Earlier this year I ‘competed’ in the Brewers Cup Qualifiers at US Coffee Champs in Nashville TN. I brewed a washed Ethiopian Yirgacheffe coffee from the Roba family washing station. This coffee was great in its own right, but specifically I noticed a great deal of its complexity was neutralized through a paper filter as opposed to how it presented on the cupping table. I ended up using a Walkurie Beyreuth ceramic brewer to increase the amount of contact time between water and coffee, similar to the immersive extraction the coffee would be subjected to on the cupping table. At the time it made me think a lot about cupping as a brew method and I had some fun conversations about cupping with my co workers as well as some other competitors at Coffee Champs (Wade Preston from Prevail Coffee in particular was a real treat to converse with).
Cupping gets referenced a lot on coffee websites or social media profiles; many cafes and roasters have Cupping Labs now; this summer alone we have hosted an event at our humble south city shop where importers just brought coffee and cupped it. Despite the regular use of the word, I think there is still a lot of mystery around the practice.
For the uninitiated, cupping is a method for field testing various lots of coffee at origin. The gist is, you roast different coffees to perceptibly similar levels of roast color/development, grind them as uniformly as possible, and pour hot water over them in bowls. The coffee extracts by steeping, similar to how a French Press extracts coffee. After a few minutes, you break the crust of coffee grounds that form at the top of the bowl, scrape out any excess grounds from the top, and, as the coffee cools, begin slurping spoonfuls of coffee. For some reason, this method of evaluating coffee remains our best practice as far as evaluating, at the same time and temperature, coffee samples or performing quality control of our own inventory as roasters. So, barring the separate discussion of ‘Is this actually a valuable method for evaluating coffee?’, how do you cup coffee like you know what you’re doing?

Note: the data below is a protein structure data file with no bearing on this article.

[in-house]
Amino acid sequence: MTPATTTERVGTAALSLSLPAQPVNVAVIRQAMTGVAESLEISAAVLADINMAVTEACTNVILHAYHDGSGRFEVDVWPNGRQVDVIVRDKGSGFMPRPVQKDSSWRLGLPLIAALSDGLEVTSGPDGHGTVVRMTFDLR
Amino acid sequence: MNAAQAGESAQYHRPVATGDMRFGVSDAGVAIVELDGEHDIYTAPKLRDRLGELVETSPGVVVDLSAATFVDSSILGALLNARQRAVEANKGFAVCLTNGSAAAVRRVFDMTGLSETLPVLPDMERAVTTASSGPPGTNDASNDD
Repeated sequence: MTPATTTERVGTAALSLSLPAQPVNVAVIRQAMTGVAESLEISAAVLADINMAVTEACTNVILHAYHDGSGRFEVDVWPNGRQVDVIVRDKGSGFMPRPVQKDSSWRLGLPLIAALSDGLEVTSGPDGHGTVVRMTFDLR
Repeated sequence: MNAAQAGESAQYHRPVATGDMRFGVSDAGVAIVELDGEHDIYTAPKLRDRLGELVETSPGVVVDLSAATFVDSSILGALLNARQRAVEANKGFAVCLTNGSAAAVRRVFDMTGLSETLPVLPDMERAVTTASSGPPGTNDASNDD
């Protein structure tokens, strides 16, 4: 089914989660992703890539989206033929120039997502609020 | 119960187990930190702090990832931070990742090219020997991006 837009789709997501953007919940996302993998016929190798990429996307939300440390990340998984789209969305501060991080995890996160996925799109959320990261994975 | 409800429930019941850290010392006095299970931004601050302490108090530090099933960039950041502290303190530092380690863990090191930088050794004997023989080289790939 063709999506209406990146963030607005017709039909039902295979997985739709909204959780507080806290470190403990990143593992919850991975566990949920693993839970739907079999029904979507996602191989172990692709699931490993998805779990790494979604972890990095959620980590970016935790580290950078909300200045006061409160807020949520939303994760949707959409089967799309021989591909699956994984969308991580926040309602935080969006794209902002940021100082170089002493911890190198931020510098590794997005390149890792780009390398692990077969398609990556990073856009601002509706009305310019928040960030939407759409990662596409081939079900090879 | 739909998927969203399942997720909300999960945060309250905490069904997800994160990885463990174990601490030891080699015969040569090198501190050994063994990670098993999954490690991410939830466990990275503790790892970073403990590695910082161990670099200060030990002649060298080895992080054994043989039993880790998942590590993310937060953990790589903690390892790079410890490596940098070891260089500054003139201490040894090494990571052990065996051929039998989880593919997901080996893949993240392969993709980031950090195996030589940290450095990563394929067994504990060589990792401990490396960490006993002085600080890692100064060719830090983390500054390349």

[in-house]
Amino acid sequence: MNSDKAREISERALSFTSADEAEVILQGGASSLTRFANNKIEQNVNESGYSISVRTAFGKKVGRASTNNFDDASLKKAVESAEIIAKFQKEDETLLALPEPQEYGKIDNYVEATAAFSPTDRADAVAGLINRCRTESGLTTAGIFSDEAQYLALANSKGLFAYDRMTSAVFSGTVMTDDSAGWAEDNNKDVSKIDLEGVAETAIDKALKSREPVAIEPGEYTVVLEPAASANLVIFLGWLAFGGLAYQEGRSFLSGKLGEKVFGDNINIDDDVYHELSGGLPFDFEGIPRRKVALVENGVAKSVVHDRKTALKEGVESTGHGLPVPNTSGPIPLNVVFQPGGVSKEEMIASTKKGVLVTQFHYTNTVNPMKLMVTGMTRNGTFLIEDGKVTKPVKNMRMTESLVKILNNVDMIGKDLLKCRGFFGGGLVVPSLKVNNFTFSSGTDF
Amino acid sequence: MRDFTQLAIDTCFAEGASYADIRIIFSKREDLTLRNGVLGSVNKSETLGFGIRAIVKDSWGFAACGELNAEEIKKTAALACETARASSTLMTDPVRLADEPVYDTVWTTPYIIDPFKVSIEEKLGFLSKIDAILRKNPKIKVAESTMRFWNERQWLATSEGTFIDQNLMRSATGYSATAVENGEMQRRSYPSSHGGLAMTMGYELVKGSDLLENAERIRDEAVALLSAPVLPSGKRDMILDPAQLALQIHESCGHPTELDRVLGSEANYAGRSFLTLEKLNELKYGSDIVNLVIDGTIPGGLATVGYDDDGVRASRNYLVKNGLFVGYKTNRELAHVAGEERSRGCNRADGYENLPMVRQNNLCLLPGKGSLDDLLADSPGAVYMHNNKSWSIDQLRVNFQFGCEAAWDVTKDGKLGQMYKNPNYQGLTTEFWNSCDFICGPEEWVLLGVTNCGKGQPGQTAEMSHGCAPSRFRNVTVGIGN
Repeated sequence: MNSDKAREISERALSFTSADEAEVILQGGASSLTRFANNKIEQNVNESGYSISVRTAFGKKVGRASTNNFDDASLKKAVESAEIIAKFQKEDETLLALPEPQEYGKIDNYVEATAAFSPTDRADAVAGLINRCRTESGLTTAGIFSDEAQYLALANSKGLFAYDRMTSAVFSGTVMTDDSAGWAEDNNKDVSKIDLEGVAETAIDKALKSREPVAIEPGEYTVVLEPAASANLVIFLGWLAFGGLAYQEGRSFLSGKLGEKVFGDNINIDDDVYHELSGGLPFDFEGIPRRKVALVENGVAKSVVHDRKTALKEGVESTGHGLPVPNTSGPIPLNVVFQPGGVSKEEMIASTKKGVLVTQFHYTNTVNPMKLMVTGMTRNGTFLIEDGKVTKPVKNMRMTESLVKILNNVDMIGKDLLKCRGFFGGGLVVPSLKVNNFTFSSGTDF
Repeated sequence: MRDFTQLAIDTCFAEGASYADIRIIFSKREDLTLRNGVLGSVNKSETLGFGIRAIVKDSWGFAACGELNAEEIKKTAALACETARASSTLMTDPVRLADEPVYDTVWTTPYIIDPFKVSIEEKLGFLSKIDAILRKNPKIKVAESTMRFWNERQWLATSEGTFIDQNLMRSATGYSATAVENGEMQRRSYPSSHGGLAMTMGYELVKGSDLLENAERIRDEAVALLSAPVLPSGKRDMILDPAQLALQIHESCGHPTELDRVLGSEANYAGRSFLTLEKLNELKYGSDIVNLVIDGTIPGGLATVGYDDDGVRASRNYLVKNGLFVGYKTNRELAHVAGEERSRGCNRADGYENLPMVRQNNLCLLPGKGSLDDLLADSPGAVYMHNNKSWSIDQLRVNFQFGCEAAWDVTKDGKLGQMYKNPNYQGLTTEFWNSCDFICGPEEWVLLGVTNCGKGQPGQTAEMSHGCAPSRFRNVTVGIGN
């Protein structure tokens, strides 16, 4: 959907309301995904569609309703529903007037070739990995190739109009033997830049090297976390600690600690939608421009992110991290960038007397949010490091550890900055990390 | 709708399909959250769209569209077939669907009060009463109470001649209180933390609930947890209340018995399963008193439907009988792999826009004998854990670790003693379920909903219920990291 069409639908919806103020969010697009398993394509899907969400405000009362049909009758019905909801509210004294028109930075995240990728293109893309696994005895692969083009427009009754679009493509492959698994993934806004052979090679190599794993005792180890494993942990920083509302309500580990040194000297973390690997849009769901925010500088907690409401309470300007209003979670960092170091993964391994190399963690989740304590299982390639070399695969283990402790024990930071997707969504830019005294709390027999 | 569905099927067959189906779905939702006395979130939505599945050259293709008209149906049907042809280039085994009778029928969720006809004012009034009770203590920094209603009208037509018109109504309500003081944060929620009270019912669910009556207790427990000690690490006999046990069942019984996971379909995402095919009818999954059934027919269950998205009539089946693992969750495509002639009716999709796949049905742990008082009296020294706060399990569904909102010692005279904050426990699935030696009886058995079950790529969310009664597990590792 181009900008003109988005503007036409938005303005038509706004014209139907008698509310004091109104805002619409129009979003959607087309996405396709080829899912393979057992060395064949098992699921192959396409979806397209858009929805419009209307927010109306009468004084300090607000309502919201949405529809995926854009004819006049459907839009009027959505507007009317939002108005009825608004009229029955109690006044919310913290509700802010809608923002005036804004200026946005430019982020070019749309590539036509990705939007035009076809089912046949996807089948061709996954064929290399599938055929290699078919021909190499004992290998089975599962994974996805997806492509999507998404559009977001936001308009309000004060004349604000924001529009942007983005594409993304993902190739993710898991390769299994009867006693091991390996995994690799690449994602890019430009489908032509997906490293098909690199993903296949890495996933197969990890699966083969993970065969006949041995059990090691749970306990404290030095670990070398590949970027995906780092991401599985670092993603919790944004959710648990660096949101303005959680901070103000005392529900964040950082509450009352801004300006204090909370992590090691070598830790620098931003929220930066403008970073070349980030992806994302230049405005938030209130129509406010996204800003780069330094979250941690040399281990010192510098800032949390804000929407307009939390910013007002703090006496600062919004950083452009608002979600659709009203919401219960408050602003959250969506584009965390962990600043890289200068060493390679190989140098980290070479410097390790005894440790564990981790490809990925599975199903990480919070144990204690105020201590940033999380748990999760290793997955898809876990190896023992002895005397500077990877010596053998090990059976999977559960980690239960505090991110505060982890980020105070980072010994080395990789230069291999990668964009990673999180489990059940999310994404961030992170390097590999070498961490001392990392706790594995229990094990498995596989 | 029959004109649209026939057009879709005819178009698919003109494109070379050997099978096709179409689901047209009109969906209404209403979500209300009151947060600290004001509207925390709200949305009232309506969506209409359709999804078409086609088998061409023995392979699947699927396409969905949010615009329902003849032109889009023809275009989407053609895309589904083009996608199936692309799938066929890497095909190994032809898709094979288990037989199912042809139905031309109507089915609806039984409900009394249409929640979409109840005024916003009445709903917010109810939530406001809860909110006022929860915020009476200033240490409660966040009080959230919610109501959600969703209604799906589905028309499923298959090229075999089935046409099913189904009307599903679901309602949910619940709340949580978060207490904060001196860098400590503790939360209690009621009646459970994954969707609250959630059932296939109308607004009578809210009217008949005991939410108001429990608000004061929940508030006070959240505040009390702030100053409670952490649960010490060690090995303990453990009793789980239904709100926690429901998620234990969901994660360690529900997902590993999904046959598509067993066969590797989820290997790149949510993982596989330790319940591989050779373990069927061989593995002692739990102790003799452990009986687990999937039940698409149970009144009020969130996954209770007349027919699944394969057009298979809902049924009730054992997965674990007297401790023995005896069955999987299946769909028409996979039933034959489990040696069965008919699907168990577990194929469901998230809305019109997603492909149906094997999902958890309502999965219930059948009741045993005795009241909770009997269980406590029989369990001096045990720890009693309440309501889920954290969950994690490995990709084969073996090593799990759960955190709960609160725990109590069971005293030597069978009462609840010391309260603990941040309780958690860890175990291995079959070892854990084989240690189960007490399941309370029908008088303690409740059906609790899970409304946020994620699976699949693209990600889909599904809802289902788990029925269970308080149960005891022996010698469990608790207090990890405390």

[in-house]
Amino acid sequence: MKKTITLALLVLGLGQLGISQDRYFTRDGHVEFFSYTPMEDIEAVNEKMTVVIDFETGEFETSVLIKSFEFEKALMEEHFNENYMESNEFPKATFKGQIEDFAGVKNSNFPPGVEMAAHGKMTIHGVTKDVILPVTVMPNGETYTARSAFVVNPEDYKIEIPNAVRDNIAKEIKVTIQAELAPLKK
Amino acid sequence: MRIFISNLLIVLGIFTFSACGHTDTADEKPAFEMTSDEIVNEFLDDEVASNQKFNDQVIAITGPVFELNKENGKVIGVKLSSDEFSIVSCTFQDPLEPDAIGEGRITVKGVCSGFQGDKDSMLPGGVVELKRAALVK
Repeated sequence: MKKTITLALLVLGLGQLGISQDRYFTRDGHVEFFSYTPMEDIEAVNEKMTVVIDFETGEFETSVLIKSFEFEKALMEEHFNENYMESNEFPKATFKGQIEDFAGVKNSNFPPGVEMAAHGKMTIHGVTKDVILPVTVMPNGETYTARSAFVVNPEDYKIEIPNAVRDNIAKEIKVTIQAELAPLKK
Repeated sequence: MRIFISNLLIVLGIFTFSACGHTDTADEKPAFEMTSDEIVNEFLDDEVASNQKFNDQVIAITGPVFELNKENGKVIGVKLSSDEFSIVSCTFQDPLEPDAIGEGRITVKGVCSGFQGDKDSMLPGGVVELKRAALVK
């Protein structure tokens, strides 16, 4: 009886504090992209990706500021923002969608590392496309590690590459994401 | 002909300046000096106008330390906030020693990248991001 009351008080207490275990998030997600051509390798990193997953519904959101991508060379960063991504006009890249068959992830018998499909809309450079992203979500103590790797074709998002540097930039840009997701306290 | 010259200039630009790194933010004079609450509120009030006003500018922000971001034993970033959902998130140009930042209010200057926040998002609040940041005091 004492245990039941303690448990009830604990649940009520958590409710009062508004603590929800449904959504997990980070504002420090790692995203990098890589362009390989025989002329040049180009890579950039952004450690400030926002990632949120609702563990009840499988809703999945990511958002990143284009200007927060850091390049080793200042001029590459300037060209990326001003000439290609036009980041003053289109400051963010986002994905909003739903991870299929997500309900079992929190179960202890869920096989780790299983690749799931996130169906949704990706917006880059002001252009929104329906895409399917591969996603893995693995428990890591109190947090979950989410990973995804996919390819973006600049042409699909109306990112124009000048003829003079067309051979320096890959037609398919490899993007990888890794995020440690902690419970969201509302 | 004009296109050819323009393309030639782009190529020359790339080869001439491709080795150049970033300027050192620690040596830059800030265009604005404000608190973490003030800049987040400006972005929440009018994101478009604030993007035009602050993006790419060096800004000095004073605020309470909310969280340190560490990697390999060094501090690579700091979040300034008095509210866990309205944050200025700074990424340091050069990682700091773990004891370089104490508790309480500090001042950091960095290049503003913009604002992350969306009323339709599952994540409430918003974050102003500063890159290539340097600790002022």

The Coffee Standards section of the Specialty Coffee Association’s website tells us that “the ratio of 8.25 grams (whole bean) coffee (+/- 0.25 grams), to 5.07 fluid ounces (150ml) water shall be used. When adjusting due to vessel size, a ratio of 1.63 grams (whole bean) coffee per 1 fluid ounce of water (or 0.055g coffee per 1ml water) shall be used).” Resisting the urge to throw shade at something so mechanistically boring sounding, I will just say it is good to have standards for the practical sake of standards (say for comparing the same coffees at a distance, i.e., a cupping ‘lab’ versus origin buyer). At Sump, I have used a couple variations of this recipe. We typically cup in a roughly 8oz vessel, meaning roughly 237ml of water. Through some math wizardry, I deduced we can cup with a recipe of roughly 11.5 grams of coffee and top off the vessel with 209ml water to achieve a similar ratio to the recommended standard. Cupping reveals one of its flaws though once we begin analyzing post-production coffees side by side with this standardized recipe: darker roasted coffees extract differently from lighter roasted coffees. Again, that’s a discussion for a different day and I continue to digress.